What is the WLWCA?
The Wisconsin Land and Water Conservation Association, Inc. (WLWCA) is a 501(c)(3) nonprofit organization representing Wisconsin’s County Board Land Conservation Committees and Departments. Our Mission is “to serve Land and Water Conservation Committees and Departments to conserve and enhance Wisconsin's natural resources." View our by-laws.
Wisconsin’s Soil Conservation District Law, Chapter 92 of the State’s Statutes, was enacted in 1937. Throughout the 1940's and 50's, most Wisconsin counties formed Conservation Districts governed by the Agriculture and Extension Education Committee of the County Boards. In 1982, Chapter 92 was amended abolishing Conservation Districts and required each county to create a special committee to oversee former Conservation District activities. Today, these districts are known as Land Conservation Committees (LCCs). Approximately 450 LCC members have the responsibility of developing and encouraging adoption of local programs aimed at conserving our soil, water and related natural resources.
Management practices developed by the Land Conservation Committees are carried out by employees hired by LCCs to work specifically with farmers, landowners and businesses. There are approximately 400 Land Conservation Department employees working on various programs for the 72 LCCs in Wisconsin. Wisconsin LCCs are part of the 3,000 Soil and Water Conservation Districts performing this type of work nationwide.
The Wisconsin Land and Water Conservation Association works with a variety of state and federal agencies including the Department of Agriculture, Trade and Consumer Protection, the Department of Natural Resources, the USDA Natural Resources Conservation Service, the USDA Farm Service Agency and the University of Wisconsin Cooperative Extension Service. These agencies provide the LCCs and Departments with technical assistance, recommendations or financial support for project implementation.
The WLWCA is divided into eight area associations, each consisting of seven to eleven County Land Conservation Committees and Departments. The eight area associations meet two to four times a year to discuss common problems and issues, learn about programs and develop recommendations to bring to the Association for action.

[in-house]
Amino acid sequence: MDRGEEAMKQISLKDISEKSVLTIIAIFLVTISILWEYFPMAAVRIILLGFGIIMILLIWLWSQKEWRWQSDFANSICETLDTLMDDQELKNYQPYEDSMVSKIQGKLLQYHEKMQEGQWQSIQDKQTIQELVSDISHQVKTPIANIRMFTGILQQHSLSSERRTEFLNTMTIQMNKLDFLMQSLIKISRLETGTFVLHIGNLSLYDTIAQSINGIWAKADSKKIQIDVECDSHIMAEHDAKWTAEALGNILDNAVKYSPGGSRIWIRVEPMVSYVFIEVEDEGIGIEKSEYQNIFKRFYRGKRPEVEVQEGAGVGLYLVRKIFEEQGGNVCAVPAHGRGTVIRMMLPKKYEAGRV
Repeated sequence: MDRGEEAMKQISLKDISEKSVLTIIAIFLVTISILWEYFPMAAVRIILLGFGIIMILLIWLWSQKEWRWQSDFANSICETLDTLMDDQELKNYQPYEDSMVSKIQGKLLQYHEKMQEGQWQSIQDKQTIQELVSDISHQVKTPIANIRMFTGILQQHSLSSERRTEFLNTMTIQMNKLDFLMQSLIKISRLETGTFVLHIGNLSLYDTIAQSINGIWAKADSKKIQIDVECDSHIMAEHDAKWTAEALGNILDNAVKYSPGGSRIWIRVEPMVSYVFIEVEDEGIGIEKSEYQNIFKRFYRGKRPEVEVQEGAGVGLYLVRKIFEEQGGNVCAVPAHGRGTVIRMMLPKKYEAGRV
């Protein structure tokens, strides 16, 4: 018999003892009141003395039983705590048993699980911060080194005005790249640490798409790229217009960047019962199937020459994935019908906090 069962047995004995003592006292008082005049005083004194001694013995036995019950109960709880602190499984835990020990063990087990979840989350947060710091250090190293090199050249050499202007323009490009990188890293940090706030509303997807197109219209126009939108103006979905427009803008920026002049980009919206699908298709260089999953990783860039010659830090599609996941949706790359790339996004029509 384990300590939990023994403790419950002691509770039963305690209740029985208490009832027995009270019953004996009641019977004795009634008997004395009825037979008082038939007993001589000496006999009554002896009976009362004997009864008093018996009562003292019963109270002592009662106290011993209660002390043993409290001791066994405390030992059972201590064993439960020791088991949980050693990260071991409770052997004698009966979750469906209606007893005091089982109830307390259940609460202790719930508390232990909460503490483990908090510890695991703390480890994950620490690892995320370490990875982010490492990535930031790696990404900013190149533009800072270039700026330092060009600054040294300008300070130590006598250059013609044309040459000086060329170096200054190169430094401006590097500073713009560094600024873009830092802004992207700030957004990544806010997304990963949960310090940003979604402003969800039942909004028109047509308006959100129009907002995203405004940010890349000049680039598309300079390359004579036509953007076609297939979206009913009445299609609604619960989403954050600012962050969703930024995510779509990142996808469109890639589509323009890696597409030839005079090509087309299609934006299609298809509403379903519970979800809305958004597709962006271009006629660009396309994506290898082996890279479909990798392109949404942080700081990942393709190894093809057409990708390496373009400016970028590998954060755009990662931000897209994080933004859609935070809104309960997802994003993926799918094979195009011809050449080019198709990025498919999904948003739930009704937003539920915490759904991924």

The WLWCA is governed by a Board of Directors made up of two representatives elected from each area association. The Board’s responsibilities include: determining the policies and procedures of the association; approving an annual budget; informing the members of the Association about natural resource programs and issues; and delegating functions and duties to officers and employees of the Association.
To provide state and fraternal perspectives on key issues, the Board of Directors has appointed advisors from a number of state agencies including the Department of Agriculture, Trade and Consumer Protection, the Department of Natural Resources, the USDA Natural Resources Conservation Service, USDA Farm Service Agency and the UW Cooperative Extension Service.
On behalf of county Land Conservation Committees and Departments, WLWCA staff are responsible for working closely with government agencies and elected officials to secure financial and program support for local conservation activities. WLWCA staff also monitor and keep LCCs and LCD staff aware of proposed legislation and program restructuring. In addition, WLWCA sponsors conservation education and recognition programs, supports public and private actions to advance resource conservation, works to increase public and private support for conservation and sponsors and annual conference and other training opportunities. The Association is also a catalyst to strengthen cooperation and coordination between conservation agencies.
For over fifty years, the Wisconsin Land and Water Conservation Association has been working to improve the understanding of conservation issues and achieve tangible improvements in land use management. Every citizen benefits from the protection of our natural resources. Land Conservation Committees and Departments are the public’s vital link with local landowners to promote the implementation of conservation practices and achieve greater environmental stewardship of the land.